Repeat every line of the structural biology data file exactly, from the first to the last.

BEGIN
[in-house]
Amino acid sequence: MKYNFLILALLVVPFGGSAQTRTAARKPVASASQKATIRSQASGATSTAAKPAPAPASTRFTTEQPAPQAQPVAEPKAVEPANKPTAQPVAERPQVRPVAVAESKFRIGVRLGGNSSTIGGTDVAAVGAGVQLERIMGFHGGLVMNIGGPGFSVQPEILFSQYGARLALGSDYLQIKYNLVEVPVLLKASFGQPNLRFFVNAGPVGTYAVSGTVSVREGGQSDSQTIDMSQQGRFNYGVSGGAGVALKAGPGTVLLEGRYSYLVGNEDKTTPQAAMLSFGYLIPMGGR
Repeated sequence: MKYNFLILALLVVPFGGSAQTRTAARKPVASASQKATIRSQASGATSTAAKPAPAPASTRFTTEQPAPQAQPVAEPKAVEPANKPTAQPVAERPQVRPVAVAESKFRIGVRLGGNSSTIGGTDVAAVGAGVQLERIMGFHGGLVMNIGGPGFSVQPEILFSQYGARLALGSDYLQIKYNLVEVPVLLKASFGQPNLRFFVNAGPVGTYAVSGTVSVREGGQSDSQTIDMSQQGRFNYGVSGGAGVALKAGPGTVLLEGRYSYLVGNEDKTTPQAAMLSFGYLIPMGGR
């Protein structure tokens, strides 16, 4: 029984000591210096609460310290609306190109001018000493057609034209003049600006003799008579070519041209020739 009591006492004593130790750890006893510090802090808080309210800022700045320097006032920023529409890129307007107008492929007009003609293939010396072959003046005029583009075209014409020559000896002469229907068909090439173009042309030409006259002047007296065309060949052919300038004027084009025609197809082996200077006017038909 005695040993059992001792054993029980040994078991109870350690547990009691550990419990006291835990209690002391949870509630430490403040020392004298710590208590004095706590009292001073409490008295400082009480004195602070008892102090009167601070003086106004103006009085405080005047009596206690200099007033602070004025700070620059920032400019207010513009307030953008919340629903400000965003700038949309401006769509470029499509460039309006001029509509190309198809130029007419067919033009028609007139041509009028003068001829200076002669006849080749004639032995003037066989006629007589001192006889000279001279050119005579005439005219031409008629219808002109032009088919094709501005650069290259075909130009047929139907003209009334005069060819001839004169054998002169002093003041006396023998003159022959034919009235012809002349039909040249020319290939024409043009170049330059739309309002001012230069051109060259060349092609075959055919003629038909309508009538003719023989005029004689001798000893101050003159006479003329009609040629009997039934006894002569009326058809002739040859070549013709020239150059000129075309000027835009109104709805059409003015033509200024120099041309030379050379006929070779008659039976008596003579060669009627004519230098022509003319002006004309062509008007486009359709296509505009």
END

[in-house]
Amino acid sequence: MKYNFLILALLVVPFGGSAQTRTAARKPVASASQKATIRSQASGATSTAAKPAPAPASTRFTTEQPAPQAQPVAEPKAVEPANKPTAQPVAERPQVRPVAVAESKFRIGVRLGGNSSTIGGTDVAAVGAGVQLERIMGFHGGLVMNIGGPGFSVQPEILFSQYGARLALGSDYLQIKYNLVEVPVLLKASFGQPNLRFFVNAGPVGTYAVSGTVSVREGGQSDSQTIDMSQQGRFNYGVSGGAGVALKAGPGTVLLEGRYSYLVGNEDKTTPQAAMLSFGYLIPMGGR
Repeated sequence: MKYNFLILALLVVPFGGSAQTRTAARKPVASASQKATIRSQASGATSTAAKPAPAPASTRFTTEQPAPQAQPVAEPKAVEPANKPTAQPVAERPQVRPVAVAESKFRIGVRLGGNSSTIGGTDVAAVGAGVQLERIMGFHGGLVMNIGGPGFSVQPEILFSQYGARLALGSDYLQIKYNLVEVPVLLKASFGQPNLRFFVNAGPVGTYAVSGTVSVREGGQSDSQTIDMSQQGRFNYGVSGGAGVALKAGPGTVLLEGRYSYLVGNEDKTTPQAAMLSFGYLIPMGGR
């Protein structure tokens, strides 16, 4: 029984000591210096609460310290609306190109001018000493057609034209003049600006003799008579070519041209020739 009591006492004593130790750890006893510090802090808080309210800022700045320097006032920023529409890129307007107008492929007009003609293939010396072959003046005029583009075209014409020559000896002469229907068909090439173009042309030409006259002047007296065309060949052919300038004027084009025609197809082996200077006017038909 005695040993059992001792054993029980040994078991109870350690547990009691550990419990006291835990209690002391949870509630430490403040020392004298710590208590004095706590009292001073409490008295400082009480004195602070008892102090009167601070003086106004103006009085405080005047009596206690200099007033602070004025700070620059920032400019207010513009307030953008919340629903400000965003700038949309401006769509470029499509460039309006001029509509190309198809130029007419067919033009028609007139041509009028003068001829200076002669006849080749004639032995003037066989006629007589001192006889000279001279050119005579005439005219031409008629219808002109032009088919094709501005650069290259075909130009047929139907003209009334005069060819001839004169054998002169002093003041006396023998003159022959034919009235012809002349039909040249020319290939024409043009170049330059739309309002001012230069051109060259060349092609075959055919003629038909309508009538003719023989005029004689001798000893101050003159006479003329009609040629009997039934006894002569009326058809002739040859070549013709020239150059000129075309000027835009109104709805059409003015033509200024120099041309030379050379006929070779008659039976008596003579060669009627004519230098022509003319002006004309062509008007486009359709296509505009």